Miles From Ordinary, Carol Lynch Williams

I could not put this young adult novel down, after reading the first few pages. The subject matter is definitely riveting. The tension is palpable as the story moves toward its climax. This author has done a masterful job of getting inside the head of a child who is filled with a sense of responsibility, loyalty and duty, to a very mentally ill mother, and also inside the head of the mother, as well.
A young 13 year old girl comes of age in this touching, but also deeply disturbing tale of the obligation and guilt a child feels for a sick parent who is loved in spite of all her short comings. The guilt the child feels about her inability to help her parent is so powerful that you can feel it yourself and sympathize with her. It might be a book that adults should read as well, for it might help them understand the obstacles facing the mentally ill and their caregivers.
I am not sure what age range is appropriate for this novel. Although the main character is just 13, the concepts raised, as her memories are explored, may be for a much older young adult; perhaps it would be better for someone at least 15-16 or older so that the subject matter can be absorbed without negative impact. This is one scary book. If it is made into a movie, it could qualify for a showing on Halloween! Mental illness, with all of its ramifications, needs to be understood so that compassion is the end result, not horror or vengeance or the ridiculing of those afflicted.
Lacey is charged with a task beyond her years, of caring for her emotionally disturbed mother, with the spirit of her grandfather haunting them in the background, disturbing her mother’s thoughts and ability to live a normal life. She has lost touch with reality. Her sense of responsibility is so strong that she fails to see that she is incapable of handling her mother and keeping her safe. Her aunt, who had kept the household in a semblance of normal, has been thrown out by her mother and forbidden to return by a restraining order.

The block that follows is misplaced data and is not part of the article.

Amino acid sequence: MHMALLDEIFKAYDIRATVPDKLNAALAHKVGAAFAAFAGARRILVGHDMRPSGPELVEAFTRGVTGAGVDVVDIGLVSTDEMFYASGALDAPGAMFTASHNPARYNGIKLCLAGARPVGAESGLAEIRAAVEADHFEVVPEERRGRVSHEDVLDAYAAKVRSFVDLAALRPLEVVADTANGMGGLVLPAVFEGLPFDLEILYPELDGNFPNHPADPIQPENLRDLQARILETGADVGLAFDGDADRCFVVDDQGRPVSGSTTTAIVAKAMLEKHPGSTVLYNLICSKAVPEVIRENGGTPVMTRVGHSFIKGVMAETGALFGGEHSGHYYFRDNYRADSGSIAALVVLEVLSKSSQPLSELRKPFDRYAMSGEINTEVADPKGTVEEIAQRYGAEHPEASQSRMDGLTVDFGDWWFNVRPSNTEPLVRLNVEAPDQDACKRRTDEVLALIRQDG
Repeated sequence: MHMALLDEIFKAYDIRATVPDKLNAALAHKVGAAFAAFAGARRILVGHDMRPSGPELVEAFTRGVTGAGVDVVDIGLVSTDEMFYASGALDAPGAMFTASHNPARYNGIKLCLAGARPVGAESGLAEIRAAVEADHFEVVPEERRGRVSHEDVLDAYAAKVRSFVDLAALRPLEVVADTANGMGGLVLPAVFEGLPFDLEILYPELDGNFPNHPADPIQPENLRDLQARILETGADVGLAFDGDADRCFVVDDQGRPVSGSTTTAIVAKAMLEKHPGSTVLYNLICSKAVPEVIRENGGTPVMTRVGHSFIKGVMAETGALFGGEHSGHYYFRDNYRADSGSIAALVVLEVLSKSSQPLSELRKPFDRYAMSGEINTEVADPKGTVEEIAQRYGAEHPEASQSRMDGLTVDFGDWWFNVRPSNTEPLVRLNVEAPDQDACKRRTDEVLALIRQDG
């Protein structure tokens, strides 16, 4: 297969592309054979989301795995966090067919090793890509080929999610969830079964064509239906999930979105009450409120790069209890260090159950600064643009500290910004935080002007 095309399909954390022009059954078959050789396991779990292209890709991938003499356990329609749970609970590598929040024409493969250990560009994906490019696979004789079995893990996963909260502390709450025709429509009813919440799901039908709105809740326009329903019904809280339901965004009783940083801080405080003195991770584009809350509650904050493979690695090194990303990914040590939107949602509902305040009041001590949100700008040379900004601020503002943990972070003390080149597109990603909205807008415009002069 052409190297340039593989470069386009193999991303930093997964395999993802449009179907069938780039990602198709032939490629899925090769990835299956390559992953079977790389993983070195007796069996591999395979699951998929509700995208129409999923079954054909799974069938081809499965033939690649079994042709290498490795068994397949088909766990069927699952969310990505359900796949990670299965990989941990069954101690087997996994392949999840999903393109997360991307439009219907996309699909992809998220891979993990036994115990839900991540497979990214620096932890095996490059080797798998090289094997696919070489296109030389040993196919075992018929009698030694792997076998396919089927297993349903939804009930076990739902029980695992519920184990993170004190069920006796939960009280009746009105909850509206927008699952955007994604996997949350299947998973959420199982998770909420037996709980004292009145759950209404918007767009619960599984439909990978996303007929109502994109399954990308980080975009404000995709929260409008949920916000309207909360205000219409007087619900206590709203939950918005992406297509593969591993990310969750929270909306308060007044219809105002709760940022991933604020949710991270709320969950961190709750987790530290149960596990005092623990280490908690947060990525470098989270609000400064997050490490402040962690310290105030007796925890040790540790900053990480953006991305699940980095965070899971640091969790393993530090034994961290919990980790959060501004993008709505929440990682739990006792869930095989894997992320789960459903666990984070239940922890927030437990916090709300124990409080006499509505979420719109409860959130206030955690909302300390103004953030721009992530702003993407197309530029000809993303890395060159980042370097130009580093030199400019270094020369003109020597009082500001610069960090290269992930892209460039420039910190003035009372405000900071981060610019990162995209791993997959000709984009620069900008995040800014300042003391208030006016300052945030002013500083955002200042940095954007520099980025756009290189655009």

Suddenly, Lacey’s life takes a new hopeful turn. She has obtained a volunteer job in the library where her Aunt used to work and she has filled out an application for her mom to work in the local market. Her mom has passed the interview and they are both beginning work on the same day. This is Lacey’s summer vacation and she is hoping her life will change for the better.
On the bus, riding to her job, one of her neighbors, a boy named Aaron, befriends her. She lets down her guard and is hopeful that her life will now blossom into something new and exciting, bright and happy, rather than the dark and gloomy way she lives within her home, where her mom keeps windows closed and shutters tight so as not to let in anything dangerous. Yet, the day ends in a waking nightmare for her.
This book takes the readers to places they have probably not been before; it takes them inside the head of the disturbed person and the person charged with her care; the reader suffers with them and also feels their fear. For a little book, under 200 pages, it packs a punch.

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About omasvoice

Who am I? I am you. I am everyone out there who loves to read and discuss and voice an opinion!
This entry was posted in Book Reviews, Books for Young Adults, Fiction. Bookmark the permalink.

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